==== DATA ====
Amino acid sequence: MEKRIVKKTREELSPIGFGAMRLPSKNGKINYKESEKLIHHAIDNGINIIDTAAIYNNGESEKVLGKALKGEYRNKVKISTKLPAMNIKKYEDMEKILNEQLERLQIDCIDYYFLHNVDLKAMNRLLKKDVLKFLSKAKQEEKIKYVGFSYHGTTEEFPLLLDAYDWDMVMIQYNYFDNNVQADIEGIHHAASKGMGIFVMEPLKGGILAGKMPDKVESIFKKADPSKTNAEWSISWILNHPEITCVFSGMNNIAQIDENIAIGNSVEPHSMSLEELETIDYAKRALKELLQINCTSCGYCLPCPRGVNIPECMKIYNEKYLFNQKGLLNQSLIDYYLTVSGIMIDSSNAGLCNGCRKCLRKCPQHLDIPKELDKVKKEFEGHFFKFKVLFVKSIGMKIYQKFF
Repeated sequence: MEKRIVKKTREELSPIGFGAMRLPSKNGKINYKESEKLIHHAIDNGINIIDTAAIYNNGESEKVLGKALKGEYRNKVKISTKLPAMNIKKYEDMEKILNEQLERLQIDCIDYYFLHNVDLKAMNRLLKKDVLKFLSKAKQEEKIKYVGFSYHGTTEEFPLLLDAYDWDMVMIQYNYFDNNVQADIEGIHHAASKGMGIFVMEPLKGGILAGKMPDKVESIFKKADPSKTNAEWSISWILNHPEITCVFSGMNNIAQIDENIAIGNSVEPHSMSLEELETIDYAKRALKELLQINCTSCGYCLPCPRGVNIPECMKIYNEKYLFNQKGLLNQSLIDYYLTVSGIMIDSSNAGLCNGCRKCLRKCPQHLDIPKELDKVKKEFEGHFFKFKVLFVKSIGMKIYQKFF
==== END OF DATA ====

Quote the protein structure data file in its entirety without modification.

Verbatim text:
Amino acid sequence: MEKRIVKKTREELSPIGFGAMRLPSKNGKINYKESEKLIHHAIDNGINIIDTAAIYNNGESEKVLGKALKGEYRNKVKISTKLPAMNIKKYEDMEKILNEQLERLQIDCIDYYFLHNVDLKAMNRLLKKDVLKFLSKAKQEEKIKYVGFSYHGTTEEFPLLLDAYDWDMVMIQYNYFDNNVQADIEGIHHAASKGMGIFVMEPLKGGILAGKMPDKVESIFKKADPSKTNAEWSISWILNHPEITCVFSGMNNIAQIDENIAIGNSVEPHSMSLEELETIDYAKRALKELLQINCTSCGYCLPCPRGVNIPECMKIYNEKYLFNQKGLLNQSLIDYYLTVSGIMIDSSNAGLCNGCRKCLRKCPQHLDIPKELDKVKKEFEGHFFKFKVLFVKSIGMKIYQKFF
Repeated sequence: MEKRIVKKTREELSPIGFGAMRLPSKNGKINYKESEKLIHHAIDNGINIIDTAAIYNNGESEKVLGKALKGEYRNKVKISTKLPAMNIKKYEDMEKILNEQLERLQIDCIDYYFLHNVDLKAMNRLLKKDVLKFLSKAKQEEKIKYVGFSYHGTTEEFPLLLDAYDWDMVMIQYNYFDNNVQADIEGIHHAASKGMGIFVMEPLKGGILAGKMPDKVESIFKKADPSKTNAEWSISWILNHPEITCVFSGMNNIAQIDENIAIGNSVEPHSMSLEELETIDYAKRALKELLQINCTSCGYCLPCPRGVNIPECMKIYNEKYLFNQKGLLNQSLIDYYLTVSGIMIDSSNAGLCNGCRKCLRKCPQHLDIPKELDKVKKEFEGHFFKFKVLFVKSIGMKIYQKFF